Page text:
On more than one occasion we have heard that Africa is a sleeping giant in terms of technological capabilities, especially in the context of the power of mobile.
While there are several obstacles laying in the way of that vision coming to fruition, the latest report from Ericsson shows that mobile financial services have grown significantly over the past decade.
To that end, telecommunications specialist’s latest report, titled Mobile Financial Services on the Rise, looks at how the adopting of these services has increased over the past six years, more than tripling in that time.
The report research, which was conducted by Ericsson Consumer & Industry Lab in early 2021, surveyed 3 200 consumers across six Sub-Saharan African countries – Senegal, Angola, Nigeria, Ivory Coast, Ghana and Ethiopia – to assess the growth of mobile financial services in light of technology and infrastructure gains across the region.
One of the key contributing factors, apart from the general propensity to gravitate to mobile-focused solutions across Africa, is the impact of the pandemic. So much so in fact, that the aforementioned reports says 54 percent of consumers have noted that they use mobile financial services transactions more now.
“About 70 percent are more positive towards mobile financial services as a preferred contactless alternate to cash,” adds the report.
“The report highlights that users list faster transactions as the number one factor that would encourage them to use mobile money services more often in the near future. About 70 percent believe that faster transactions would encourage them to use mobile money services more while 51 percent highlighted higher security,” Ericsson continues.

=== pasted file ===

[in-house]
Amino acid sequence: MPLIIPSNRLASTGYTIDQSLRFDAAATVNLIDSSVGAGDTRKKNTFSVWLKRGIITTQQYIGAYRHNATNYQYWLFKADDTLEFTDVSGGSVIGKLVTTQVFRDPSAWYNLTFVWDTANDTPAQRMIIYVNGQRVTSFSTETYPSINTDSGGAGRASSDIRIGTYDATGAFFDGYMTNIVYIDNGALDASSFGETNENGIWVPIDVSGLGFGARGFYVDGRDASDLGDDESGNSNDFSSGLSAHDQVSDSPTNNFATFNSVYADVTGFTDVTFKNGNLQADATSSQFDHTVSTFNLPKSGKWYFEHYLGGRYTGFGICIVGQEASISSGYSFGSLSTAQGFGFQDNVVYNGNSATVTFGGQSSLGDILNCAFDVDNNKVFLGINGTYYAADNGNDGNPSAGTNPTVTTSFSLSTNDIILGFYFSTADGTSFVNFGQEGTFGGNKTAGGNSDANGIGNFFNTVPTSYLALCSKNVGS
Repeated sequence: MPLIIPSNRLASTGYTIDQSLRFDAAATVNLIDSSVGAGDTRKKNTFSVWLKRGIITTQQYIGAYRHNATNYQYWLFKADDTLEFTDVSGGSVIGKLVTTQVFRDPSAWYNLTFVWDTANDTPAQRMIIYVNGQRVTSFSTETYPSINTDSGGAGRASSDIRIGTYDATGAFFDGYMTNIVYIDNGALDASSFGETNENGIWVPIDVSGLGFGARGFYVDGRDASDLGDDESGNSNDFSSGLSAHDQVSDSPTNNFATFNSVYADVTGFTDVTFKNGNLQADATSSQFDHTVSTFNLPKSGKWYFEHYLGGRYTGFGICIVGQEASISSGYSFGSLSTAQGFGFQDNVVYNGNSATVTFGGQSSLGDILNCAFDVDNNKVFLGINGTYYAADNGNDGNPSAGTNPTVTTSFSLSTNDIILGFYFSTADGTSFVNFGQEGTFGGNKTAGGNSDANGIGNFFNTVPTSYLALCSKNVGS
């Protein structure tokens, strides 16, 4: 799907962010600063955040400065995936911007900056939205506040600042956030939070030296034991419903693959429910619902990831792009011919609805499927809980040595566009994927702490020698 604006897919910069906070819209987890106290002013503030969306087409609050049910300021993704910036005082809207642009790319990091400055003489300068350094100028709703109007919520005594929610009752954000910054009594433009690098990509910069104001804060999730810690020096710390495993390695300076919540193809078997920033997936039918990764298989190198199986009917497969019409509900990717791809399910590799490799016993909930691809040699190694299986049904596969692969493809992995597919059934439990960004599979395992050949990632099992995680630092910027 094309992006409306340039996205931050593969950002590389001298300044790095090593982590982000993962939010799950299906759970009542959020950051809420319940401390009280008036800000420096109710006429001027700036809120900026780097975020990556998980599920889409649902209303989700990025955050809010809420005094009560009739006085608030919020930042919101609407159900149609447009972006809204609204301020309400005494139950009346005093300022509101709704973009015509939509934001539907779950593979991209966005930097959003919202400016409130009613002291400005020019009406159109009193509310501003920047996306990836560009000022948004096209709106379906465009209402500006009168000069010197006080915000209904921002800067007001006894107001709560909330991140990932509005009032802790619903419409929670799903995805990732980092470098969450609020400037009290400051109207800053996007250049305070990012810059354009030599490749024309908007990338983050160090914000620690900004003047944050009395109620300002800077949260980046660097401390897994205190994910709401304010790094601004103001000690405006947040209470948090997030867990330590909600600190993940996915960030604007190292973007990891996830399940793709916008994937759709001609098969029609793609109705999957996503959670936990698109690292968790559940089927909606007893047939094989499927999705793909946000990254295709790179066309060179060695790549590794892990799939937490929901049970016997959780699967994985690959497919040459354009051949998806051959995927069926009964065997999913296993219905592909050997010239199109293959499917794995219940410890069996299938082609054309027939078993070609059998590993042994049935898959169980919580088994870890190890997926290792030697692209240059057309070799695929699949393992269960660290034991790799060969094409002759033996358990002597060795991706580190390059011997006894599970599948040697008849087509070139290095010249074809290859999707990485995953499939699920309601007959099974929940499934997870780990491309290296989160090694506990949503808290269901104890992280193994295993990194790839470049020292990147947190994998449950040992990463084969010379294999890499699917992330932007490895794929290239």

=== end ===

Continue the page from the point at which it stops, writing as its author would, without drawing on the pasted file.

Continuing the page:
Mobile financial services are currently enabling basic financial services such as withdrawing, transferring and storing money, Ericsson has found, as well as advanced services such as microfinance and insurance also coming to the fore of late.
These solutions are naturally gaining more visibility in the region too, as the company cites the fact that most non-users are now aware of said services, with as many as eight in 10 saying they are very interested to start using it.
“This new research underlines the significant empowering role that mobile financial services play in Sub-Saharan Africa, both in combating the impact of the pandemic and in fuelling economic development across Africa through the transformational potential of expanded and affordable access to financial solutions,” explains Lucky La Riccia, VP and head of Digital Services at Ericsson Middle East and Africa.
“Our aim is to support the digitalisation of Africa through technologies such as mobile broadband. Ericsson’s mobile financial solutions support this aim as we accelerate financial inclusion,” he adds.
As such, those businesses that are not embracing mobile solutions and services, could stand to lose ground and lose out to the competition, with this rate of adoption showing no signs of declining any time soon.
To download (PDF) and read the report for yourself, head here.